The Regulation of the Individual Health Insurance Market. Covered Benefits


While almost all health insurance policies cover the usual medical expenses associated with hospital, surgical and out-patient care received from licensed facilities and medical personnel, other requirements for coverage can be implemented through state regulations.  One way to spread the cost of a medical condition or treatment among a broad population, making it less expensive for the group of people who need such coverage, is through a benefit mandate.  It is also a way to encourage people to seek certain care that otherwise may not be received.

Mandates are laws that require health insurers to offer or include coverage for certain benefits or services.  These required benefits may include coverage for certain providers such as chiropractors and social workers, certain benefits such as well child care and acupuncture, and certain populations such as adopted and non-custodial children.  The number and type of mandates varies considerably across states.  States may apply these mandates to certain markets, differentiating between group and individual policies, and between types of plans such as health maintenance organizations (HMOs) versus other health insurance policy types.

It is sometimes difficult to determine whether a mandate in a particular state applies to only the group health insurance market or to individually purchased policies as well because some states allow health insurance coverage issued to “groups of one” (i.e., one person is considered a group) to be classified as a small group.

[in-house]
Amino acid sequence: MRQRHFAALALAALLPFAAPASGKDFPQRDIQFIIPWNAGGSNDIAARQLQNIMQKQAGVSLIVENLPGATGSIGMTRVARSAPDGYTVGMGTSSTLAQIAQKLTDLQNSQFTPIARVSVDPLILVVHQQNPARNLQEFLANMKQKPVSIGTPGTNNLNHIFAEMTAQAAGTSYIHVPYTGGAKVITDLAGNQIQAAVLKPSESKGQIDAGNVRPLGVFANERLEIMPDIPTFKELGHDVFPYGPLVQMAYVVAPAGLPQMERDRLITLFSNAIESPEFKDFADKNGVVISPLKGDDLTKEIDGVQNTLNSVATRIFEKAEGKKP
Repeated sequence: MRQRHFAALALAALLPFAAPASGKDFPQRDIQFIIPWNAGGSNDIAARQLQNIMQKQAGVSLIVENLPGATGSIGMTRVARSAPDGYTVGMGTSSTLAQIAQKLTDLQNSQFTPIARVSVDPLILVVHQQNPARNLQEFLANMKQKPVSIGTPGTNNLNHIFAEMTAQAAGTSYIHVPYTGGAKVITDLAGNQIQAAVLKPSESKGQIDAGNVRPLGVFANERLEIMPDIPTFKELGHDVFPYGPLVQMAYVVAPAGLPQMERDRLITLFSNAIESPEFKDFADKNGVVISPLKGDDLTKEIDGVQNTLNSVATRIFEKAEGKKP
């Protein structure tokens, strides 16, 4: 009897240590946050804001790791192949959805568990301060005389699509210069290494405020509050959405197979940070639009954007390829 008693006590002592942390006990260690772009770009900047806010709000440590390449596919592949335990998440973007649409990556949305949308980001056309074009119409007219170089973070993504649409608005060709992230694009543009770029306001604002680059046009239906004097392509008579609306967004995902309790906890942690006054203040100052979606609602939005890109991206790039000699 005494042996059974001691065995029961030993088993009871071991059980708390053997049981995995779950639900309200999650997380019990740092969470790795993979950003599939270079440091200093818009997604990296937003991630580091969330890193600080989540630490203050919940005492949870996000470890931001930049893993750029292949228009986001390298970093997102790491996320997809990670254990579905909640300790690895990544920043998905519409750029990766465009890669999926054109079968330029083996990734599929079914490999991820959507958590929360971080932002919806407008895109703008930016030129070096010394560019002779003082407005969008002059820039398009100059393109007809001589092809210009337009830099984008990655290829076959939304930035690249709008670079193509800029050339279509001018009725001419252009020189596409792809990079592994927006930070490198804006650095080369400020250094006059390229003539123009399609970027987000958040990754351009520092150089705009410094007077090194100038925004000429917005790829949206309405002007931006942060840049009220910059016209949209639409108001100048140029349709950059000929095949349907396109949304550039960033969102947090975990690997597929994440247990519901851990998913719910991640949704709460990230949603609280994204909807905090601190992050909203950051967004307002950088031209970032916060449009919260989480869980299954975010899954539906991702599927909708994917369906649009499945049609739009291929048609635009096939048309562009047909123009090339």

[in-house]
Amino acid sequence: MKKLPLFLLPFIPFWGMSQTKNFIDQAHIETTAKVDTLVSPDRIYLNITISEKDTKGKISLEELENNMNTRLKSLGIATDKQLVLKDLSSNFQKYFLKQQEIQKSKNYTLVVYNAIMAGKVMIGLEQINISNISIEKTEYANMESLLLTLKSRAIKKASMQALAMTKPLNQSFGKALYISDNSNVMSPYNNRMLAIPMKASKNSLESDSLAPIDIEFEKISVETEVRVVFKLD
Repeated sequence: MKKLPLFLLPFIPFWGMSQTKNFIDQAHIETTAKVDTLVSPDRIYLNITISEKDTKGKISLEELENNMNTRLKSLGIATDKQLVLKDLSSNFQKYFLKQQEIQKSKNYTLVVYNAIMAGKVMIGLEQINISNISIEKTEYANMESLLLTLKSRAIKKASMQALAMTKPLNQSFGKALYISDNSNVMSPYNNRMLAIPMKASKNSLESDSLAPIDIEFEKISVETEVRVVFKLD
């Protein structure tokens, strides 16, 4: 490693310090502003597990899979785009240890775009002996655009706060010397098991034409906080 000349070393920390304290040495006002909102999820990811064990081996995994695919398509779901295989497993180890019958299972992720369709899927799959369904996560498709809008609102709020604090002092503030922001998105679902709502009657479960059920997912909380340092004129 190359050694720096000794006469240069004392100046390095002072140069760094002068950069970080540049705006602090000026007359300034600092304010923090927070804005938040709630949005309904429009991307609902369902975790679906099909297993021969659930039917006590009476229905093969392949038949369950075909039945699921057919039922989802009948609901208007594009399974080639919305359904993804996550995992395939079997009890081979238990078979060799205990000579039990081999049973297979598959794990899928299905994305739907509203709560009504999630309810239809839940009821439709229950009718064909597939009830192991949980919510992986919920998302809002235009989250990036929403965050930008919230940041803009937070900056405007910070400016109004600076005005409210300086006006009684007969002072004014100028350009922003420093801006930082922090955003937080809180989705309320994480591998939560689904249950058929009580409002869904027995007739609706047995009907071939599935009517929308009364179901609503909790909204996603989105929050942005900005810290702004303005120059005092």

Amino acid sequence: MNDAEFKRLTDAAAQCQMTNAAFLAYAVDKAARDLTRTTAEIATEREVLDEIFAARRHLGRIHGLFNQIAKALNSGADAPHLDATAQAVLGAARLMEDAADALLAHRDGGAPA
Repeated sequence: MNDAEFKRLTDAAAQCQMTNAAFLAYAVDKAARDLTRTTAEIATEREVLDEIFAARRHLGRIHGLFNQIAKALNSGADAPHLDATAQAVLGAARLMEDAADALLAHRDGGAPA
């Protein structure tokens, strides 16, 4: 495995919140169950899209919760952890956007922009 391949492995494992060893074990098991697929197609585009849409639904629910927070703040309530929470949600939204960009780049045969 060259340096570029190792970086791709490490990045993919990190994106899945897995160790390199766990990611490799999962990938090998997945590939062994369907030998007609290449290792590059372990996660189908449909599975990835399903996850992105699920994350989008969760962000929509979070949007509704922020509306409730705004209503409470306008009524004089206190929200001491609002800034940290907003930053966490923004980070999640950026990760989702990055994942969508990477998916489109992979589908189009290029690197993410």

While mandates make health insurance more comprehensive, they also make it more expensive because mandates require insurers to pay for care consumers previously funded out of their own pockets.   However, in the absence of mandates, adding optional benefits to a policy may distort premiums if only those people who need the benefit select the coverage.

Policymakers make tradeoffs, balancing higher premiums with the need to help finance certain illnesses.  Many times mandates are implemented due to the strength of a particular advocacy group representing a particular constituency (advocates for coverage of diabetic self management and disposable testing materials) or because an instance of a denial of benefits caused some harm to a constituent patient (non-coverage of cancer medications).  However, because mandates increase the cost of health insurance, states have begun to consider costs before passing new legislation with some states requiring a cost impact study before mandates would be approved.

An analysis of the number of mandates that have been enacted over the past decades is shown below.  This chart indicates that there were over 1400 mandates in effect in the year 2000. A more recent report on mandates compiled by the Council for Affordable Health Insurance (CAHI) (Bunce and Wieske, 2008) indicates that as of early 2008 that number had risen to almost 2000.

Graphic shows a bar chart for number of mandates by year, from "pre-1965" with close to zero mandates, through 1976 when there were 200, through 1990 with almost 800, to the year 2000 with over 1400 mandates.

A grid developed by CAHI which shows the number and types of mandates by state for 2008 is shown in Appendix A.  As this grid demonstrates, some of the more frequently state-mandated services are breast reconstruction, diabetic supplies, and mental health parity (even before federal legislation was considered).  Frequently, mandated providers include chiropractors, optometrists, and psychologists, with coverage of adopted, handicapped, and newborn children among categories of frequently covered persons.

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